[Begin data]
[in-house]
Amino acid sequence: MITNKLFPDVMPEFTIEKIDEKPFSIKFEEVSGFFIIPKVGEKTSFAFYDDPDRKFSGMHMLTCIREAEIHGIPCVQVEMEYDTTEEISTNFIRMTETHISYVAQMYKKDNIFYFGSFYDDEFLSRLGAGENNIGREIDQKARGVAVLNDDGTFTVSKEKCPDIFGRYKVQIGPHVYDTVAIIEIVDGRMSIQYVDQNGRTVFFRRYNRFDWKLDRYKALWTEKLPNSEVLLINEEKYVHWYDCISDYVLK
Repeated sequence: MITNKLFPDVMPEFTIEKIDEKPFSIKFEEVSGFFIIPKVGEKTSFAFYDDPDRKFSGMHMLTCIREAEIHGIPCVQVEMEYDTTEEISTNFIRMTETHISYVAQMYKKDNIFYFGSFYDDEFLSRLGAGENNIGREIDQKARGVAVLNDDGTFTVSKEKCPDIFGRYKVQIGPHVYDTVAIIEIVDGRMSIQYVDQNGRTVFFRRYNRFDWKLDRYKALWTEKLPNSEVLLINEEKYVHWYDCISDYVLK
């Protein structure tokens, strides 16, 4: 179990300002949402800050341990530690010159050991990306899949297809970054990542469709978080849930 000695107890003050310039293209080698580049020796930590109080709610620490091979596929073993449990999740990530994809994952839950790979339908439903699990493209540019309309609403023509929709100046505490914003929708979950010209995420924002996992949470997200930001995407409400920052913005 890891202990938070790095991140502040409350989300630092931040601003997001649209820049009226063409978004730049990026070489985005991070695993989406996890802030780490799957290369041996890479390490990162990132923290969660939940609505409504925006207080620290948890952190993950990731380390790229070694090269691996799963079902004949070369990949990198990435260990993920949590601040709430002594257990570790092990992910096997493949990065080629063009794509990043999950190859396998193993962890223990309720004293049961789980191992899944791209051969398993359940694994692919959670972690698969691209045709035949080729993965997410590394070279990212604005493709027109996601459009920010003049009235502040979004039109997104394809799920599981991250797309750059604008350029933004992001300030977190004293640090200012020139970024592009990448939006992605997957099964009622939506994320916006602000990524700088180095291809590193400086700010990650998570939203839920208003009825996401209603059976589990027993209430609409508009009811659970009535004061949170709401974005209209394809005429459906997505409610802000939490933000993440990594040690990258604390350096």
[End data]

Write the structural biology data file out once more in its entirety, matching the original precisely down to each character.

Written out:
[in-house]
Amino acid sequence: MITNKLFPDVMPEFTIEKIDEKPFSIKFEEVSGFFIIPKVGEKTSFAFYDDPDRKFSGMHMLTCIREAEIHGIPCVQVEMEYDTTEEISTNFIRMTETHISYVAQMYKKDNIFYFGSFYDDEFLSRLGAGENNIGREIDQKARGVAVLNDDGTFTVSKEKCPDIFGRYKVQIGPHVYDTVAIIEIVDGRMSIQYVDQNGRTVFFRRYNRFDWKLDRYKALWTEKLPNSEVLLINEEKYVHWYDCISDYVLK
Repeated sequence: MITNKLFPDVMPEFTIEKIDEKPFSIKFEEVSGFFIIPKVGEKTSFAFYDDPDRKFSGMHMLTCIREAEIHGIPCVQVEMEYDTTEEISTNFIRMTETHISYVAQMYKKDNIFYFGSFYDDEFLSRLGAGENNIGREIDQKARGVAVLNDDGTFTVSKEKCPDIFGRYKVQIGPHVYDTVAIIEIVDGRMSIQYVDQNGRTVFFRRYNRFDWKLDRYKALWTEKLPNSEVLLINEEKYVHWYDCISDYVLK
């Protein structure tokens, strides 16, 4: 179990300002949402800050341990530690010159050991990306899949297809970054990542469709978080849930 000695107890003050310039293209080698580049020796930590109080709610620490091979596929073993449990999740990530994809994952839950790979339908439903699990493209540019309309609403023509929709100046505490914003929708979950010209995420924002996992949470997200930001995407409400920052913005 890891202990938070790095991140502040409350989300630092931040601003997001649209820049009226063409978004730049990026070489985005991070695993989406996890802030780490799957290369041996890479390490990162990132923290969660939940609505409504925006207080620290948890952190993950990731380390790229070694090269691996799963079902004949070369990949990198990435260990993920949590601040709430002594257990570790092990992910096997493949990065080629063009794509990043999950190859396998193993962890223990309720004293049961789980191992899944791209051969398993359940694994692919959670972690698969691209045709035949080729993965997410590394070279990212604005493709027109996601459009920010003049009235502040979004039109997104394809799920599981991250797309750059604008350029933004992001300030977190004293640090200012020139970024592009990448939006992605997957099964009622939506994320916006602000990524700088180095291809590193400086700010990650998570939203839920208003009825996401209603059976589990027993209430609409508009009811659970009535004061949170709401974005209209394809005429459906997505409610802000939490933000993440990594040690990258604390350096």